Wednesday, October 11, 2006
I made a tin can telephone (spanning 130 feet across the intersection of 3rd Ave and East 7th Street) to connect the Foundation Building with the soon-to-be-demolished Hewitt Building of Cooper Union. Until the Hewitt turns to rubble on November 7th, the conversation between studios and disciplines in the two buildings will be vital.
Nicole Krauss writes about telephones beautifully in The History of Love: A Novel (2005) on page 111:
“So many words get lost. They leave the mouth and lose their courage, wandering aimlessly until they are swept into the gutter like dead leaves. On rainy days you can hear their chorus rushing past: IwasabeautifulgirlPleasedon'tgoItoobelievemybodyismadeofglassI'veneverlovedanyoneIthinkofmyselfasfunnyForgiveme….
There was a time when it wasn't uncommon to use a piece of string to guide words that otherwise might falter on the way to their destinations. Shy people carried a bundle of string in their pockets, but people considered loudmouths had no less need for it, since those used to being overheard by everyone were often at a loss for how to make themselves heard by someone. The physical distance between two people using a string was often small; sometimes the smaller the distance, the greater the need for string.
The practice of attaching cups to the ends of string came much later. Some say it is related to the irrepressible urge to press shells to our ears, to hear the still-surviving echo of the world's first expression. Others say it was started by a man who held the end of a string that was unraveled across the ocean by a girl who left for America.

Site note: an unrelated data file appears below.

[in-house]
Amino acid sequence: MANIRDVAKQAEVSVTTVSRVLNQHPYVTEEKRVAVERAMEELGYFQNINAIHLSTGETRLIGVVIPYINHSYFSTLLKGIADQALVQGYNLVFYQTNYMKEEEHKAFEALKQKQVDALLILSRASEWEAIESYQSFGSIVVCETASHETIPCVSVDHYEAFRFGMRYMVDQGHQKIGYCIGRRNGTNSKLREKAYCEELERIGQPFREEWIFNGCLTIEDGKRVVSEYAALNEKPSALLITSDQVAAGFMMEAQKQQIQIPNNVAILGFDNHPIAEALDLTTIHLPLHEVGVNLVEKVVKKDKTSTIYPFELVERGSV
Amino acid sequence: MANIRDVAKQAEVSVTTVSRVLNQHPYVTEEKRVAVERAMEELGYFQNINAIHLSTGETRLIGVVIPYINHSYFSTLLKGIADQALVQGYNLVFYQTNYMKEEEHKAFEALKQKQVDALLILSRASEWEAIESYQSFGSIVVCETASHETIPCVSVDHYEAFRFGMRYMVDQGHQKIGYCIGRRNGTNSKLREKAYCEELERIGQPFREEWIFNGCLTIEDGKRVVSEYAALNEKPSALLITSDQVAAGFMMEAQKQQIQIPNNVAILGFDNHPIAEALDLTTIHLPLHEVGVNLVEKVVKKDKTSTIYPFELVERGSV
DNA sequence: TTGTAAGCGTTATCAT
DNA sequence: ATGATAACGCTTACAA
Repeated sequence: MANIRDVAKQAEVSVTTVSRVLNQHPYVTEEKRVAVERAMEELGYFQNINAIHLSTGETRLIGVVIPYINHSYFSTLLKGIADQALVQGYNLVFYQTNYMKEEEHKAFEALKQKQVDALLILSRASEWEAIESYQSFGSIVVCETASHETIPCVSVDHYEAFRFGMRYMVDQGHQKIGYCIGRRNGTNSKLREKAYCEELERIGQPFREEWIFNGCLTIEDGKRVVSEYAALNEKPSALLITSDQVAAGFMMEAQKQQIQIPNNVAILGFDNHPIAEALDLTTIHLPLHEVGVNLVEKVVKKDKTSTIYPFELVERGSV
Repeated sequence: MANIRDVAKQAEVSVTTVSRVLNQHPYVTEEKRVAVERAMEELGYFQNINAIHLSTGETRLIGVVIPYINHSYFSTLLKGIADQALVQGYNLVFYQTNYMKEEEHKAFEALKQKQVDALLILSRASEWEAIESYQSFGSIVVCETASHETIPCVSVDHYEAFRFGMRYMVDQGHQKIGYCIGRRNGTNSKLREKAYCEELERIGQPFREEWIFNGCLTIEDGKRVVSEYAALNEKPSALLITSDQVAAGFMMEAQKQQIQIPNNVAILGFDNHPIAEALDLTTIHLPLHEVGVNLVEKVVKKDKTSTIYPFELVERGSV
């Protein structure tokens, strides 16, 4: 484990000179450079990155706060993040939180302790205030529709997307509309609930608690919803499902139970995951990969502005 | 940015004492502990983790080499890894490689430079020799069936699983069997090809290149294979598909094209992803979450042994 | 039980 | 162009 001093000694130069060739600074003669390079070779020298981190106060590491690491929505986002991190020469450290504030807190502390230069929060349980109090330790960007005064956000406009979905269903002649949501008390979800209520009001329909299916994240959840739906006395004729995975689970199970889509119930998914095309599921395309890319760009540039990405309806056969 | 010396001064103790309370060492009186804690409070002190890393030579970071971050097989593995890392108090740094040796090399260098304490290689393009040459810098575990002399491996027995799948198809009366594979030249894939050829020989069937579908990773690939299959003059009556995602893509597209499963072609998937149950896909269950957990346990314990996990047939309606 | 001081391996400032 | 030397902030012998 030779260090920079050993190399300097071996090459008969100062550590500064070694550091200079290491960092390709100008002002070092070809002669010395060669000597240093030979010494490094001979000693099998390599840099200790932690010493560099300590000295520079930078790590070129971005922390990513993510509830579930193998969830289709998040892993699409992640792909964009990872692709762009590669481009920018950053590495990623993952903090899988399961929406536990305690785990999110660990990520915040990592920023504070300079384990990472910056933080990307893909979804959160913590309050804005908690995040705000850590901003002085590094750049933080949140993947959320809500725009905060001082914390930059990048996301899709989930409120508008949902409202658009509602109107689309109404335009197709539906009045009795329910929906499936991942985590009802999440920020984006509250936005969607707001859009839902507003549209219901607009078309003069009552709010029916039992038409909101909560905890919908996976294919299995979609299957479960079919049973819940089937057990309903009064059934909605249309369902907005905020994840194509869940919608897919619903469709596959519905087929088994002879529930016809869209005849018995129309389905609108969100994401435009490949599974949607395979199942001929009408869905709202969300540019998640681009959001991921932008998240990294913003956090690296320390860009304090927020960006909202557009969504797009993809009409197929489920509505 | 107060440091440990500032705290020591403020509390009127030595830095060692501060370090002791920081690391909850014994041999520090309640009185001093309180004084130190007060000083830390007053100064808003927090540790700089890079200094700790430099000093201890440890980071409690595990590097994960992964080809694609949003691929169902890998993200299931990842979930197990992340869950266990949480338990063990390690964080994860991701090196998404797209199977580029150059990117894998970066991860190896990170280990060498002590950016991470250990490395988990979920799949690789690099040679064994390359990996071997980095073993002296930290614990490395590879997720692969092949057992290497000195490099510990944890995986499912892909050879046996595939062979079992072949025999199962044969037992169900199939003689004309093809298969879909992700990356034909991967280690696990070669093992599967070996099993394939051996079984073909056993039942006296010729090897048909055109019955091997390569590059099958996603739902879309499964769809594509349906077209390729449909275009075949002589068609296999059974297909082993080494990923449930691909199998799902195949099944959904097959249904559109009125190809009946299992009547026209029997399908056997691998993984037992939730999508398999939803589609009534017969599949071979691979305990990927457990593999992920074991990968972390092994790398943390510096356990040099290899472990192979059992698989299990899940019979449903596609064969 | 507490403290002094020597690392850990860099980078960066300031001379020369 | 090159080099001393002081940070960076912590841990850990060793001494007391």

Posted by Caroline Woolard at Wednesday, October 11, 2006
Thursday, October 05, 2006
see it on YouTube: http://www.youtube.com/watch?v=BUaK4vA4srM
Here is my swing for the subway, disguised as a bag. With 1000 mesh "L-train grey" cordura, webbing, sliders, hooks, velcro, and snaps, I constructed a bag using industrial sewing machines (with help from Greg Thompson). The bag transforms from a backpack, handbag, or book bag of 11x4x12 to a swing of 11x24x2 with adjustable (25" to 50"max) straps that hook around the handrail of the subway. If you want one, I am accepting commissions.
What is the relationship between play and revolution? Creating fissures in reality opens up the possibility for change: change in the everyday/monotonous routine, change in assumptions about 'facts', change in the world in general. The act of "making strange" allows a new perspective for reassessment and critique. Nothing is fixed and anyone can make the environment around them better. I hope that the innocent amusement of swinging on the subway eclipses the atmosphere of suspicion and insulation that random searches (and the motto "if you see something say something") produces.
Posted by Caroline Woolard at Thursday, October 05, 2006